Menster Phip and the Phipsters "Angels Up In The Sky" - Is this wonderful tune an original? If so, it's a pity we never heard more from the Phipsters.

Thanks to The Hound!

Monday, June 19, 2006

No, Thank YOU

In a ghastly display of David Lynch-ian surreal horror, newcaster Connie Chung "sings" Bob Hope's old theme song "Thanks for the Memories" while astride a piano on the final episode of her MSNBC show she co-hosted with her hubbie Maury Povich. She tunelessly wails sarcastic, bitter new parody lyrics, clumsily tries to dismount from the piano, and generally discards any remaining traces of respect the American public has for her as a journalist. Hard to believe she once co-anchored the evening news with Dan Rather. Would anyone at the BBC ever do something like this?

Connie Chung "
Thanks for the Memories" (video) - Gee, I wonder why her show was cancelled?

I know not everyone has the software to record audio from videos to mp3 so here's some iPod-melting monstrosities from our recent YouTube posts: Annoy your friends! Torture your neighbors! Get fired from your DJ gig!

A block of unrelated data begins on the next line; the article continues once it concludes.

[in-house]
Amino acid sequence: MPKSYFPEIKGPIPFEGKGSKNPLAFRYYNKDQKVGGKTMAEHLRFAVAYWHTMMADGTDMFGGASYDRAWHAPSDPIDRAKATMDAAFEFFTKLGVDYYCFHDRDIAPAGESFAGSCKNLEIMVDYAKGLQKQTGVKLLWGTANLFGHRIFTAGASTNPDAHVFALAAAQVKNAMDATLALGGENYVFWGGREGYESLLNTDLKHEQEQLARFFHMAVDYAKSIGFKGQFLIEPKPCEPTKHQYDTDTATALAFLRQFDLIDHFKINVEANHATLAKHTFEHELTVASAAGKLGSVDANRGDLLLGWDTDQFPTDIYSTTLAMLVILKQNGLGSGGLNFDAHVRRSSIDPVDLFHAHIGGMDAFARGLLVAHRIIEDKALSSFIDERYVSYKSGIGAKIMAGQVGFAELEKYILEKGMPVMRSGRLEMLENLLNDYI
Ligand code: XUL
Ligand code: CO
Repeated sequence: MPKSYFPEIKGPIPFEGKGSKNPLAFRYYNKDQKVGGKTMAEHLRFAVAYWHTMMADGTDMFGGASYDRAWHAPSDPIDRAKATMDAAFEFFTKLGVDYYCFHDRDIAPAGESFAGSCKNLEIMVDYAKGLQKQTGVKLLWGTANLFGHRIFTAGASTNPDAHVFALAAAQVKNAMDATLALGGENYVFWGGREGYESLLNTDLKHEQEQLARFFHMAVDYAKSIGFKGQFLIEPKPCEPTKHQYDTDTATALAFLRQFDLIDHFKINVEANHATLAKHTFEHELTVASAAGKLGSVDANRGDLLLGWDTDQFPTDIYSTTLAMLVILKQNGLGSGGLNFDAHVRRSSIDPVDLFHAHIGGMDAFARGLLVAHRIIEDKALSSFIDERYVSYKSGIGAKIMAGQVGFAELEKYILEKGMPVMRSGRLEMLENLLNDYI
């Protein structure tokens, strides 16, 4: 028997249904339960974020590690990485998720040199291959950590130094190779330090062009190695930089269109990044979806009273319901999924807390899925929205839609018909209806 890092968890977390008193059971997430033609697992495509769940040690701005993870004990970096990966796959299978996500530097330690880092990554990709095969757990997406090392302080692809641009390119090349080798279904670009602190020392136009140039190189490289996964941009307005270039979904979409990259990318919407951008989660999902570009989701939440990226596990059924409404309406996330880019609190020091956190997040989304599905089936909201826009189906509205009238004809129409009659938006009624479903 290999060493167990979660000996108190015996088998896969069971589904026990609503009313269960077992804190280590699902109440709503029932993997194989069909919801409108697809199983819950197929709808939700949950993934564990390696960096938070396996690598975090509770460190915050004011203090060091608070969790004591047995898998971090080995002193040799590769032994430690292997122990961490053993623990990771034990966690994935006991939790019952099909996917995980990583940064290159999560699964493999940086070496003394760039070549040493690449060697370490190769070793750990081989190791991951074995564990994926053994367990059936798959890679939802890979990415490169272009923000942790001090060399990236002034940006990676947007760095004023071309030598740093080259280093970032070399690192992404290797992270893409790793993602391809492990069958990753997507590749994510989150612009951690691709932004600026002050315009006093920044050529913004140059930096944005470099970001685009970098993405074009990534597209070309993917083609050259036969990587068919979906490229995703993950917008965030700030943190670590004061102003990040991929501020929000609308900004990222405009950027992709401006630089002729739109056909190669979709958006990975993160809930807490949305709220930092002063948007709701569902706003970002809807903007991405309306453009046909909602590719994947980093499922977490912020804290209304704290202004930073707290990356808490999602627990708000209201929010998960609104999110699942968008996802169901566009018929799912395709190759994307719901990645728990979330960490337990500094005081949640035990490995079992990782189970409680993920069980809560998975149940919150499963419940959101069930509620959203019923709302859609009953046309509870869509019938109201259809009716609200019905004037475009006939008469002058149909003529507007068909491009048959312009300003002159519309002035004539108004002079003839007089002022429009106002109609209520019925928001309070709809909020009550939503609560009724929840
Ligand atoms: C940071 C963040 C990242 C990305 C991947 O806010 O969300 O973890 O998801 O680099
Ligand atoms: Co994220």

David Lee Roth: "Jump" bluegrass version, live on the "Tonight" show - mp3
Connie Chung: "Thanks for the Memories" - mp3

Tuesday, June 13, 2006


In 1995, The Phoeniz (AZ) New Times received a demo tape from one John North Wright. The tape began with the growly voice of a middle-to-senior aged man announcing, ""Hi, I'm John Wright. Uh . . . all these songs are copyrighted 1985, words and music by myself. Uh, conceptually, they form the songs for a, uh, rock video opera I have written in my mind. It's set mostly in Hawaii and the Orient. It's called Teenage Volleyballers." What follows is an interminable tuneless guitar & voice meditation on, yup, teenage volleyballers, with little to say about them except that they're "out of sight."